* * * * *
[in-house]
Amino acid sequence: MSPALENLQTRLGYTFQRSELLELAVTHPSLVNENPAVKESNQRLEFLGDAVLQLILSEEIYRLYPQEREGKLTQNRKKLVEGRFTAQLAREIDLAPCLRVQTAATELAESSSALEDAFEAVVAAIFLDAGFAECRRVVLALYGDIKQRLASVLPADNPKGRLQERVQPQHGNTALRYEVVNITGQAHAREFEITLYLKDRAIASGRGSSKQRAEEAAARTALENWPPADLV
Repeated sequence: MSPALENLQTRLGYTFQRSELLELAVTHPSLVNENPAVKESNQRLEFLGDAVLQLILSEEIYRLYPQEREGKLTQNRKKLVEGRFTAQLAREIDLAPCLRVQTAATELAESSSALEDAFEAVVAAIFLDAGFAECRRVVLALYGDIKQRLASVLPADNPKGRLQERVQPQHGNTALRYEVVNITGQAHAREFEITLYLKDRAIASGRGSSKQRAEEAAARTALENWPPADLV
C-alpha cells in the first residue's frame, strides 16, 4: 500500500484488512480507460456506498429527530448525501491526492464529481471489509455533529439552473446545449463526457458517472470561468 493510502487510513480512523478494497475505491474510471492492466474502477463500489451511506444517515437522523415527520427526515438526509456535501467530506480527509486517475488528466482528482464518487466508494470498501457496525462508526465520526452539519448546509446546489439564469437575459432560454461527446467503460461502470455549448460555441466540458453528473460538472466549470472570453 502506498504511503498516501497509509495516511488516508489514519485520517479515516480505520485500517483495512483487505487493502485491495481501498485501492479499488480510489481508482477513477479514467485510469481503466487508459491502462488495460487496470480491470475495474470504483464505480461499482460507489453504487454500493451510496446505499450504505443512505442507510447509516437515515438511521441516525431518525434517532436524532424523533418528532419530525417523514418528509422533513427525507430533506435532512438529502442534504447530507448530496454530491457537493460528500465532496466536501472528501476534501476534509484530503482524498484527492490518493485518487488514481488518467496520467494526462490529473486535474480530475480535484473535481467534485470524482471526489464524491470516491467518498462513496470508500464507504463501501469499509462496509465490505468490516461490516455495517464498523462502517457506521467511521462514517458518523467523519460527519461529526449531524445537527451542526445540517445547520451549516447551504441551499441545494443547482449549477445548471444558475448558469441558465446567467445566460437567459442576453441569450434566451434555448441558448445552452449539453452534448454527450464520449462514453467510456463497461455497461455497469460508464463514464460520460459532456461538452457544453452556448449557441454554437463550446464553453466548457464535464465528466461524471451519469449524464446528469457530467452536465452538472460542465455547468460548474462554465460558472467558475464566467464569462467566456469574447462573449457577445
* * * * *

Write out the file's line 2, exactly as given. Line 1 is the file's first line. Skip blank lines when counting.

Amino acid sequence: MSPALENLQTRLGYTFQRSELLELAVTHPSLVNENPAVKESNQRLEFLGDAVLQLILSEEIYRLYPQEREGKLTQNRKKLVEGRFTAQLAREIDLAPCLRVQTAATELAESSSALEDAFEAVVAAIFLDAGFAECRRVVLALYGDIKQRLASVLPADNPKGRLQERVQPQHGNTALRYEVVNITGQAHAREFEITLYLKDRAIASGRGSSKQRAEEAAARTALENWPPADLV